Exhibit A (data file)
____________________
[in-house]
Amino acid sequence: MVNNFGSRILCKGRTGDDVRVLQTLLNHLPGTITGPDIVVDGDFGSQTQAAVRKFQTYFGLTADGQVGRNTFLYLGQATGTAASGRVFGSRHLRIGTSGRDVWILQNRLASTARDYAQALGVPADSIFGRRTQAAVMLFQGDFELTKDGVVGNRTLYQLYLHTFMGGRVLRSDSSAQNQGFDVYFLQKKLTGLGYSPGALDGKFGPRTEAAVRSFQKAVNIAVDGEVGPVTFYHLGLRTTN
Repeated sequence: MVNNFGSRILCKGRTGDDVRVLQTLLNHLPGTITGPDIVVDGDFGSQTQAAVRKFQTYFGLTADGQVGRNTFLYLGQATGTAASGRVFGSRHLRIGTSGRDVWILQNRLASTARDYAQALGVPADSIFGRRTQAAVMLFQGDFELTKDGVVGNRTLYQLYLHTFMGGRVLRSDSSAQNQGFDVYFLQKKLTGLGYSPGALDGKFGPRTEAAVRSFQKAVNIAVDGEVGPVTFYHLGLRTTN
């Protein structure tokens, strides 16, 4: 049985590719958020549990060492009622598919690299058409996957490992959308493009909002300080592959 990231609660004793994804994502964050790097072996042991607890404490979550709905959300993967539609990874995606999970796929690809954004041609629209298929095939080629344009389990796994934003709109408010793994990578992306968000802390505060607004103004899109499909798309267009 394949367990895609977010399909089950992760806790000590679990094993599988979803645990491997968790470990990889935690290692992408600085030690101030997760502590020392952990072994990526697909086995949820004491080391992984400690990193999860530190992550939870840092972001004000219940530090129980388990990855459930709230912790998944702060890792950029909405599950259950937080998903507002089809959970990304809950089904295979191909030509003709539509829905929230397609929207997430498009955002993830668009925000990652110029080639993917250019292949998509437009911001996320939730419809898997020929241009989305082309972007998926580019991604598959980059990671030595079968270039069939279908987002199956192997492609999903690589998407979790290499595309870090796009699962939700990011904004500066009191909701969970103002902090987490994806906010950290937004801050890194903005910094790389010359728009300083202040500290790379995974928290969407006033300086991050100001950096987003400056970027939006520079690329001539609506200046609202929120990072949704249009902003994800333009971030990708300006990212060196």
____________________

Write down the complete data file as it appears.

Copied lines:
[in-house]
Amino acid sequence: MVNNFGSRILCKGRTGDDVRVLQTLLNHLPGTITGPDIVVDGDFGSQTQAAVRKFQTYFGLTADGQVGRNTFLYLGQATGTAASGRVFGSRHLRIGTSGRDVWILQNRLASTARDYAQALGVPADSIFGRRTQAAVMLFQGDFELTKDGVVGNRTLYQLYLHTFMGGRVLRSDSSAQNQGFDVYFLQKKLTGLGYSPGALDGKFGPRTEAAVRSFQKAVNIAVDGEVGPVTFYHLGLRTTN
Repeated sequence: MVNNFGSRILCKGRTGDDVRVLQTLLNHLPGTITGPDIVVDGDFGSQTQAAVRKFQTYFGLTADGQVGRNTFLYLGQATGTAASGRVFGSRHLRIGTSGRDVWILQNRLASTARDYAQALGVPADSIFGRRTQAAVMLFQGDFELTKDGVVGNRTLYQLYLHTFMGGRVLRSDSSAQNQGFDVYFLQKKLTGLGYSPGALDGKFGPRTEAAVRSFQKAVNIAVDGEVGPVTFYHLGLRTTN
């Protein structure tokens, strides 16, 4: 049985590719958020549990060492009622598919690299058409996957490992959308493009909002300080592959 990231609660004793994804994502964050790097072996042991607890404490979550709905959300993967539609990874995606999970796929690809954004041609629209298929095939080629344009389990796994934003709109408010793994990578992306968000802390505060607004103004899109499909798309267009 394949367990895609977010399909089950992760806790000590679990094993599988979803645990491997968790470990990889935690290692992408600085030690101030997760502590020392952990072994990526697909086995949820004491080391992984400690990193999860530190992550939870840092972001004000219940530090129980388990990855459930709230912790998944702060890792950029909405599950259950937080998903507002089809959970990304809950089904295979191909030509003709539509829905929230397609929207997430498009955002993830668009925000990652110029080639993917250019292949998509437009911001996320939730419809898997020929241009989305082309972007998926580019991604598959980059990671030595079968270039069939279908987002199956192997492609999903690589998407979790290499595309870090796009699962939700990011904004500066009191909701969970103002902090987490994806906010950290937004801050890194903005910094790389010359728009300083202040500290790379995974928290969407006033300086991050100001950096987003400056970027939006520079690329001539609506200046609202929120990072949704249009902003994800333009971030990708300006990212060196």